Had enough? Ready to throw in the towel? Keep gardening!

Had enough? Ready to throw in the towel? Keep gardening!

My blood boiled while looking over the hydrangea stripped of its leaves by hungry deer. Chipmunks were nibbling on tomatoes, looking for water and making the fruit perfect candidates for the compost pile after just one bite. Cabbage worms are decimating my kale. A slow burn was ignited by these pests as I walked back to the house, which culminated in draconian, medieval fantasies which can’t and shouldn’t be repeated here.

Foliage chomped, buds still there. Photos by Doug Oster

When calm finally prevailed, thoughts of all the gardeners, new and old alike, dealing with the same problems, came to mind.

A week ago, I stood in the garden looking at the fading flowers of that ‘Nikko Blue’ hydrangea, it’s the first time the plant has bloomed in about five years. The combination of an easy winter and keeping the deer off the buds allowed the plant to put on a wonderful show in early summer.

As I looked at the plant and some rhododendrons in the distance on the rebound from deer damage, a mental note was made to surround these vulnerable plants with deer netting supported by tomato stakes. Even though I was a day late on the hydrangeas, close inspection showed the plant still held its buds and if I acted now, next year’s flowers might be saved.

My go to repellent is Bobbex, but there are many out there which work. In my garden no plant has ever been nibbled on when sprayed with Bobbex…yet. I’ll continue religiously spraying until the physical barrier is erected. It’s always the best way to prevent deer damage.

This doe is pretty skinny, her two twins lay in the background.

I’ve been literally running into the emaciated doe with her two fawns while walking to and from the garden. It has no worries about me or the dog and will stand in the garden nursing its offspring while occasionally glancing over towards us. Anger at the animal’s lack of fear, ironically turned to sympathy after a close look. Its ribs were visible and there was a feeling this might be the last twins she would raise.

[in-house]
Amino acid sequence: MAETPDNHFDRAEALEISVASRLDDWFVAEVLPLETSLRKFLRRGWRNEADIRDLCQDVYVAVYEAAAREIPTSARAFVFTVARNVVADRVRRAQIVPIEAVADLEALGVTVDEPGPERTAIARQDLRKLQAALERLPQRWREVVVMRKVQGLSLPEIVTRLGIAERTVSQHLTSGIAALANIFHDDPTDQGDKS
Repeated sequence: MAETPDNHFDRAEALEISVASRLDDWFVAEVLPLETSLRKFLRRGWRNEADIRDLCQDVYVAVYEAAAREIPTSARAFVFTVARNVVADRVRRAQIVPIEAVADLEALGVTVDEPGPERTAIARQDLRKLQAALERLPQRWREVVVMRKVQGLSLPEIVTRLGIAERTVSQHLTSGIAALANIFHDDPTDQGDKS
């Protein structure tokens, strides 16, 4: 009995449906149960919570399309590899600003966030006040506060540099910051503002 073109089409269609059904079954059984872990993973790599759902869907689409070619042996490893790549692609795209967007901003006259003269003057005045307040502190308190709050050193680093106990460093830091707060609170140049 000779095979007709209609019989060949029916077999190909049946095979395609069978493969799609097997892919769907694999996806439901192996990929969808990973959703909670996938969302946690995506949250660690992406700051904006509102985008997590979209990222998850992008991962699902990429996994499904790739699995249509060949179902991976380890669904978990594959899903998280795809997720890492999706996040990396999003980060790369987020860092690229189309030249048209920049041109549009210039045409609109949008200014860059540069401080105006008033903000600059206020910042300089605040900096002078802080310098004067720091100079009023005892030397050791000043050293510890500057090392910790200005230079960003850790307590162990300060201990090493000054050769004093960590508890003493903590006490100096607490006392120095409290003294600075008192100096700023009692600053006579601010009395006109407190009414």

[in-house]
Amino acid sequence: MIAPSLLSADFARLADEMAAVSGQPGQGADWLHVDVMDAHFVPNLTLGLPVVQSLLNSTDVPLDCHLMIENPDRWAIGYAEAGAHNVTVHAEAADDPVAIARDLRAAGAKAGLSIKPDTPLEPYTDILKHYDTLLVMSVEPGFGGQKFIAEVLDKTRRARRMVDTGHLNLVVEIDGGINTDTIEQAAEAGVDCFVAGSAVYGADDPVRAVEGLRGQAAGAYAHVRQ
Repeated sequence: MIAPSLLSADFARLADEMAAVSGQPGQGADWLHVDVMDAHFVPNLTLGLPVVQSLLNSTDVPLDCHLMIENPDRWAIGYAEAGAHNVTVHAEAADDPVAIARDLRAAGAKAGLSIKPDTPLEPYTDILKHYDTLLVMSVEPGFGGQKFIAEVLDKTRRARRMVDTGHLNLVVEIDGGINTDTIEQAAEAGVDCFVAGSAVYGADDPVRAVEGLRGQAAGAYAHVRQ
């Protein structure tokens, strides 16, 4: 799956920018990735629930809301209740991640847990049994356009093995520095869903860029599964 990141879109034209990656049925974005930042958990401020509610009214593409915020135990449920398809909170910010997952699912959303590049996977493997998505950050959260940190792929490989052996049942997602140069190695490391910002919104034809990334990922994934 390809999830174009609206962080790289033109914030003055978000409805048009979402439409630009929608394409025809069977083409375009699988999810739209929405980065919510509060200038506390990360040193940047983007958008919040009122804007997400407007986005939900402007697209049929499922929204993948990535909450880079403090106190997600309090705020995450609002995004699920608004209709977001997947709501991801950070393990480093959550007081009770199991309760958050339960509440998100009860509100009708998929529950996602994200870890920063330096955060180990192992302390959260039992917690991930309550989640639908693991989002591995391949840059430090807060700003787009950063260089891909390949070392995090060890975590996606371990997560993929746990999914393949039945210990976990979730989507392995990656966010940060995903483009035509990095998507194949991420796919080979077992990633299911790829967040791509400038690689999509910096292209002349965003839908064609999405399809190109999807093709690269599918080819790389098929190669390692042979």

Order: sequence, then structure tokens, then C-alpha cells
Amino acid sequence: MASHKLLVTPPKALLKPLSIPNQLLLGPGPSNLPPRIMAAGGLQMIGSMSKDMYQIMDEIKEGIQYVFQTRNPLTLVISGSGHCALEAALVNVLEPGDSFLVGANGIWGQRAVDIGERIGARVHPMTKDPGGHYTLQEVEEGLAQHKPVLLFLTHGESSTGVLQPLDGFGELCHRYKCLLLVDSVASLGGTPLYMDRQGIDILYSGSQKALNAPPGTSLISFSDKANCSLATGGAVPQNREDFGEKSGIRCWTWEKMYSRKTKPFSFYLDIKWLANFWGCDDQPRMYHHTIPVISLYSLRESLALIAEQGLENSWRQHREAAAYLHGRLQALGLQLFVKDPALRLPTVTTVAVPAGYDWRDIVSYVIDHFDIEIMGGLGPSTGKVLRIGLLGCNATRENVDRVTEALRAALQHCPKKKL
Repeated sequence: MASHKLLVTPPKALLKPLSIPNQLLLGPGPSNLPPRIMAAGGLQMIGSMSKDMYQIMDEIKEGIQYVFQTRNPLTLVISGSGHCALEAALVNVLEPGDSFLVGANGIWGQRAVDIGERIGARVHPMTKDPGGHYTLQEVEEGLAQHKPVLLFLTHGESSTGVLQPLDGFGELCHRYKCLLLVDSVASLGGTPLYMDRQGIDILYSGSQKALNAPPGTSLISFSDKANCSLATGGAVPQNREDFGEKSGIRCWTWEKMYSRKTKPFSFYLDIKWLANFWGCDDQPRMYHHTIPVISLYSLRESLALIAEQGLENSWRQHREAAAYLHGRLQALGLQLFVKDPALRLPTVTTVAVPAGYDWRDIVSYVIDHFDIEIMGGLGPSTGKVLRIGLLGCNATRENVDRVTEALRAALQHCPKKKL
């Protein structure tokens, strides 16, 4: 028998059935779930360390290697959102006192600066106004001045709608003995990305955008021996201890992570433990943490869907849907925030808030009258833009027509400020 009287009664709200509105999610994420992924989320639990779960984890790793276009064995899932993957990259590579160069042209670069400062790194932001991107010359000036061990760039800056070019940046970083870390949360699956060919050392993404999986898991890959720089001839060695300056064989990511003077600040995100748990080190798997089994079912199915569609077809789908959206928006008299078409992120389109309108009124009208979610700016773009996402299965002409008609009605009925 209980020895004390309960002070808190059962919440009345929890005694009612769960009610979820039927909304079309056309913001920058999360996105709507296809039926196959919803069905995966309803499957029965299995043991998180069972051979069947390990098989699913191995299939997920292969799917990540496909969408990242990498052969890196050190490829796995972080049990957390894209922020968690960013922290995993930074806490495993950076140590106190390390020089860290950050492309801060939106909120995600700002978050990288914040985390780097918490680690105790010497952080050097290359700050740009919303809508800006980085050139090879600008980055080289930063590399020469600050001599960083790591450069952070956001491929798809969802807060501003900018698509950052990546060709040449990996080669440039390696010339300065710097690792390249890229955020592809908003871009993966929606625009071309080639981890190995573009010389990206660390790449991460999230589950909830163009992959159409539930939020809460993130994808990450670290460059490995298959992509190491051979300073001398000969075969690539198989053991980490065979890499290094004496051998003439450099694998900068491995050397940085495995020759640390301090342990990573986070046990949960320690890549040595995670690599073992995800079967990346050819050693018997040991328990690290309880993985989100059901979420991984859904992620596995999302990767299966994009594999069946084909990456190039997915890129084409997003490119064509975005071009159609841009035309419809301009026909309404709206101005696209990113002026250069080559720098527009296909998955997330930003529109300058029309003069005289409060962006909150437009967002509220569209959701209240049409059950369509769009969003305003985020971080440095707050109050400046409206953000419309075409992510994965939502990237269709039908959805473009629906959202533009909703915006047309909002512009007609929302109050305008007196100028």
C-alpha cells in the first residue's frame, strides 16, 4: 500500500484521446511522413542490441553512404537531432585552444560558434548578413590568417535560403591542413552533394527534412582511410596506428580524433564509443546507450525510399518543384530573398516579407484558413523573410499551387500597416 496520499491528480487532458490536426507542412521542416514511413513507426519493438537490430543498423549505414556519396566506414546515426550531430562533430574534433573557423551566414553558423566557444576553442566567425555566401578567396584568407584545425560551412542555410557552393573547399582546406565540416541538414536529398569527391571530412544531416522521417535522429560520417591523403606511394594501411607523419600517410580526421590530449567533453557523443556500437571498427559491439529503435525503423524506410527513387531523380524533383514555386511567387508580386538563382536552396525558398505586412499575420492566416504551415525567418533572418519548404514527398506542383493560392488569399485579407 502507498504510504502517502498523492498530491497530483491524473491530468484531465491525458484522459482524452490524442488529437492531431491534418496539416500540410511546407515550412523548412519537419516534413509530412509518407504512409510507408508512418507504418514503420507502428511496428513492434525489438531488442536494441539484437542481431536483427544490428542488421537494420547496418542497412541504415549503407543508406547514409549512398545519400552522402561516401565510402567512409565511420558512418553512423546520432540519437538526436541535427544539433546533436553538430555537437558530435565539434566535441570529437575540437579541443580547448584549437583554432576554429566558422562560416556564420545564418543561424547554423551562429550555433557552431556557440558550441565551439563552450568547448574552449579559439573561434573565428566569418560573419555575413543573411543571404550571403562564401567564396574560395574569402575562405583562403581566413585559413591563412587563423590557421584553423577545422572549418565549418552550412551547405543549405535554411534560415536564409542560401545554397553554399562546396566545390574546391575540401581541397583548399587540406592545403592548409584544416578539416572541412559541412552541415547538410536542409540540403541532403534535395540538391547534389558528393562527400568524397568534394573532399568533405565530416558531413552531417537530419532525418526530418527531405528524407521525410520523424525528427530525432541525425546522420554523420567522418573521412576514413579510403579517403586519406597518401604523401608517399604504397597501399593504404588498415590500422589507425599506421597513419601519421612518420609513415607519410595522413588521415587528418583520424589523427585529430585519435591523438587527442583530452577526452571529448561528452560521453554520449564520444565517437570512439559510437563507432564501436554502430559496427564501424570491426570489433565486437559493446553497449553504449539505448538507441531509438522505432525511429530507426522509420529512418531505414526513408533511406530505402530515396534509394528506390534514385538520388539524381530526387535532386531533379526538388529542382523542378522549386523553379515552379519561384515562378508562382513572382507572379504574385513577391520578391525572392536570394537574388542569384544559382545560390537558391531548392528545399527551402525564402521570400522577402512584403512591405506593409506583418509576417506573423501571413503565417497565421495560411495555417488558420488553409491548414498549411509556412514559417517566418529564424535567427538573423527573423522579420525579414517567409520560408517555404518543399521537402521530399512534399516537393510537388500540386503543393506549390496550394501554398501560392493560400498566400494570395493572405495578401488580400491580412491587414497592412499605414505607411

Chipmunks were taking one bite out of tomatoes.

The chipmunk damage was worse during the drought. I sprayed the plants with Hot Pepper Wax and left a small bowl of water at the base of the plants. It worked, but also helped when we got some rain.

The birds took care of the cabbage worms, which was some good news.

Tomato hornworms, slugs, stink bugs, invasive species and then there are the diseases to deal with along with the weather. It can be easy to throw in the towel, and think that it’s not worth it to garden.

Gardening is easy, when it’s easy, hard when it’s hard and Mother Nature is always in control. Try to take the good with the bad, enjoy the success and mourn the losses.

As I stood at the foot of a garden path with an overflowing harvest basket, I looked over to see light purple anemones dancing in the breeze as a hummingbird meticulously visited the maroon, tubular flowers of ‘Wendy’s Wish’ salvia. Then without warning, it flew right towards me, oblivious to my gleaming bald head. It worked the red canna flowers a foot from my face and then spent another few minutes getting nectar from purple ‘Amistad’ salvia just a few feet away.

Bring on the deer, bad bugs, diseases and drought, it’s wonderful to have a garden and it always will be, regardless of all the pitfalls. Time in any garden is time well spent.

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